All in This Month in BM History
Lisa Macuja-Elizalde’s “Russian connection” was in full focus when Ballet Manila presented the world premiere of its Romeo and Juliet in 2001.
Ibong Adarna, the Filipino literary classic about a bird whose singing has healing powers, was transformed into a full-length ballet production that was Ballet Manila’s 22nd season-opener in August 2017.
The title OPM and OPB was a nod to Original Pilipino Music and Original Pilipino Ballet, a fusion that Ballet Manila had already been known for long before this show.
This was the company’s third such tour in the US, having also gone there in 1996 and 1997.
In 2010, Ballet Manila staged Giselle as part of Lisa Macuja-Elizalde’s 25th anniversary as a professional ballerina.
On two moonlit nights in April 1996, Ballet Manila presented the world premiere of Osias Barroso’s historical dance-drama, Gabriela ng Vigan.
As a touring ensemble of just twelve dancers when it began in 1995, Ballet Manila was able to travel handily from A to Z – Abra to Zamboanga – for performances that lived up to its ideal of bringing ballet to the people.
In February 2005, Ballet Manila set a challenge for itself that was unheard of in Philippine dance history – to dance two completely different full-length ballets on two consecutive weekends as the finale of its tenth season.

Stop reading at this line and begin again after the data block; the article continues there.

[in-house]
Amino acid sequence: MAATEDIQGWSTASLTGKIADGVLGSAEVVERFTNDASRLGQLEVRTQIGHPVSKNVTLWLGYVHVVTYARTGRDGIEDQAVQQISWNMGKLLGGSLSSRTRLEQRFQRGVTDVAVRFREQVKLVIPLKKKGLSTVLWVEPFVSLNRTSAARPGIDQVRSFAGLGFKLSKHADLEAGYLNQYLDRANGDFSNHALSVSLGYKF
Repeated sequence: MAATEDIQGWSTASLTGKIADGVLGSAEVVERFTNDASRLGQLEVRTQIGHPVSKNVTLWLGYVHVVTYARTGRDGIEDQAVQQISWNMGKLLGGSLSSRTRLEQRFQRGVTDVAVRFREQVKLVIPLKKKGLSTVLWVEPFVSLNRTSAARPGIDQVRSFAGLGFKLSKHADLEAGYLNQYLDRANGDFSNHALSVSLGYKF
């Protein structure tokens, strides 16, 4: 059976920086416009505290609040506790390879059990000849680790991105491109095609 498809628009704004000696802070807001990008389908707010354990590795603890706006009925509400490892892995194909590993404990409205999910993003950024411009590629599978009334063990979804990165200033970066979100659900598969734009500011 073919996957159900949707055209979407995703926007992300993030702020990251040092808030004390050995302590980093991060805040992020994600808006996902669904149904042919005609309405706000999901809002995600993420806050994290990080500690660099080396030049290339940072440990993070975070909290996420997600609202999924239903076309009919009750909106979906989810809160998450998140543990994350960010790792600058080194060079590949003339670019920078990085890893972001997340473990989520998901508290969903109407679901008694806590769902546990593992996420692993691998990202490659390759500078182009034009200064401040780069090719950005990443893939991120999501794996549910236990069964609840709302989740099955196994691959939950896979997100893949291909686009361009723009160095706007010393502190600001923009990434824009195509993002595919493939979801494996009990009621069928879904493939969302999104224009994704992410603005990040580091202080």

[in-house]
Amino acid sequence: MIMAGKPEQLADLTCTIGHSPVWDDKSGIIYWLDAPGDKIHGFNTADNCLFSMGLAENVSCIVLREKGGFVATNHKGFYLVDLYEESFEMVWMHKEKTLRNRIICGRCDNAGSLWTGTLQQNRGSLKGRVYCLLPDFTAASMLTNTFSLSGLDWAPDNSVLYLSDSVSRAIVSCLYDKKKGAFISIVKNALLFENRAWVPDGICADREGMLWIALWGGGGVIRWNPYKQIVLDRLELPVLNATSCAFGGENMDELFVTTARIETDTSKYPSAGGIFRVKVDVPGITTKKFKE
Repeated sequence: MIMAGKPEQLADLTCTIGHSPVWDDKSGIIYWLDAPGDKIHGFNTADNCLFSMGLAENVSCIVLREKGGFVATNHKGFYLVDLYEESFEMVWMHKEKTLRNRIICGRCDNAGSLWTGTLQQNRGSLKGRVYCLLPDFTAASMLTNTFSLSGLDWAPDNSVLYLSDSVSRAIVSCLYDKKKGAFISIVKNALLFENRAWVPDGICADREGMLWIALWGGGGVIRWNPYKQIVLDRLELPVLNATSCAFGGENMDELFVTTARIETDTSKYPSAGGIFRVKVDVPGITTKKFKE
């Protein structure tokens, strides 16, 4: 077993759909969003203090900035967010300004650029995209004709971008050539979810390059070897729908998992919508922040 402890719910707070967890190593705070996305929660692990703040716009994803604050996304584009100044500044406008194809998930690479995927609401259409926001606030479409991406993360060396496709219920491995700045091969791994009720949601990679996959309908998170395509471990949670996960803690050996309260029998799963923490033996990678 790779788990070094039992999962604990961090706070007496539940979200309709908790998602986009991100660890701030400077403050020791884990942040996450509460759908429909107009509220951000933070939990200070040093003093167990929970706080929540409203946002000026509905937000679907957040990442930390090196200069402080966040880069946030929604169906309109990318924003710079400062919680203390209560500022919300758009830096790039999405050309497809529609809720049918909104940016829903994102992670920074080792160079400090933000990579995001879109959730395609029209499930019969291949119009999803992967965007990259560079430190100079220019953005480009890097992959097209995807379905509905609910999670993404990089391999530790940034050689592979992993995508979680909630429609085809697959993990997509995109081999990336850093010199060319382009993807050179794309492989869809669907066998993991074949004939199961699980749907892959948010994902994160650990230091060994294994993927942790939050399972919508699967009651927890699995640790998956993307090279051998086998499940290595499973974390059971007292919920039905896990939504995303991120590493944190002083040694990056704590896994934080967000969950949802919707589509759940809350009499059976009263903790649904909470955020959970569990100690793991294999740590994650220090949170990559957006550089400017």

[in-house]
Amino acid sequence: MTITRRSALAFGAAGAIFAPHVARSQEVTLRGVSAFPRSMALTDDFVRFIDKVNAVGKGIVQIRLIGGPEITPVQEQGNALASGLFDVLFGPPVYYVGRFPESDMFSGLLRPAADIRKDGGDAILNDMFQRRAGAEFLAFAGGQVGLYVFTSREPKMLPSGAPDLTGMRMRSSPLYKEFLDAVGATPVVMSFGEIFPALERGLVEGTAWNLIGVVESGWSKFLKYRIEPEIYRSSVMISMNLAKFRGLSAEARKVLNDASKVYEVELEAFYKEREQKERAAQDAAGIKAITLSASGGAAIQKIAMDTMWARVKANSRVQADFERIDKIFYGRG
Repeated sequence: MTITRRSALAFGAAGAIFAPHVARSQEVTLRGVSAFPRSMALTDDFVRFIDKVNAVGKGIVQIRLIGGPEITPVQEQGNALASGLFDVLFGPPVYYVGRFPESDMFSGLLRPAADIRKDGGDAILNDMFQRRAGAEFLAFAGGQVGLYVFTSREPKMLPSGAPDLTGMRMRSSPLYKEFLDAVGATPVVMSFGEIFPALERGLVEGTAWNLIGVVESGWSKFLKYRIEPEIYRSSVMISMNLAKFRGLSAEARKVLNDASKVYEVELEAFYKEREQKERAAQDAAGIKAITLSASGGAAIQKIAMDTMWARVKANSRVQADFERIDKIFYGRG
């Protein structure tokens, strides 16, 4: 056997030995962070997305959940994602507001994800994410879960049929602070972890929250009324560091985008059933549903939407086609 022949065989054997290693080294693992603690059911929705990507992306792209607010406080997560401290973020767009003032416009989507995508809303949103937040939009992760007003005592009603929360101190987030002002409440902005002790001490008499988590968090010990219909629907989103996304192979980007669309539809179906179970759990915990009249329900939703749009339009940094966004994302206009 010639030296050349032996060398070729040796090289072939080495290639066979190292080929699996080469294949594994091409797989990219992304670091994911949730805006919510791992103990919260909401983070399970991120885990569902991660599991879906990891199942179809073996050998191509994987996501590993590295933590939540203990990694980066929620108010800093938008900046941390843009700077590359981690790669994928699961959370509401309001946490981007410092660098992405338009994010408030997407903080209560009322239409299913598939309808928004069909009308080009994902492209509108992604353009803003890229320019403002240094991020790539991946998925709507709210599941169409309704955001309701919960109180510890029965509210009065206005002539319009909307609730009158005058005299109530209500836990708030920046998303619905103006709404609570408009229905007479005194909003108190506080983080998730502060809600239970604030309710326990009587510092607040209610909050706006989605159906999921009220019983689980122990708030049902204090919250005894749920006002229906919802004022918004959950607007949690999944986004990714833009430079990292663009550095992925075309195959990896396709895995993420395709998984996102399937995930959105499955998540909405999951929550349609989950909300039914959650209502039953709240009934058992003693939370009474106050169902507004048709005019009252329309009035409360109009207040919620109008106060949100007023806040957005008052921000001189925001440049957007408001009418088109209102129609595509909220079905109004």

Ballet Manila started off the year 2013 engaged in cultural and artistic exchange – with a show simply called Duo, a joint performance of the company and a Korean counterpart, the Yewon Dance Company.
It was to be a first – a retelling in dance of stories by the iconic Filipino literary grandmother, Lola Basyang, created by Severino Reyes.
In November 2000, Ballet & Ballads was brought on a campus tour in Metro Manila.
In October 1995, Ballet Manila also danced at an unconventional hour – at 12 high noon!
Ballet Manila wasn’t kidding when it referred to its two-night show in September 1997 as an extravaganza.
Ballet Manila has always believed in the power of dance as a unifying element among cultures. This is why in 1998, it readily took part in an event that stood for that ideal.
Owing to her Russian roots in ballet, Lisa Macuja-Elizalde readily agreed to bring in Today’s Stars of the Russian Ballet, the Philippine leg of what was to be an Asian tour, in 2010.
Eric V. Cruz was Ballet Manila’s pioneering artistic director and had choreographed his own version of Carmen.
On May 4, 2013, Ballet Manila presented an International Friendship Gala with the Choi So Bin Ballet Company of South Korea.
With “Ballet for the people” as its mantra, Ballet Manila has pursued various opportunities since its inception to make the dance form accessible to a broad range of audiences.
In March 2008, National Artist for Music Lucrecia “Tita King” Kasilag – already blind and weakened by age – would present what was to be her last major opus.
Ballet Manila reached a significant milestone in February 1996. After performing all over the Philippines and even in Russia, the touring ensemble of twelve dancers had reason to celebrate – their first anniversary.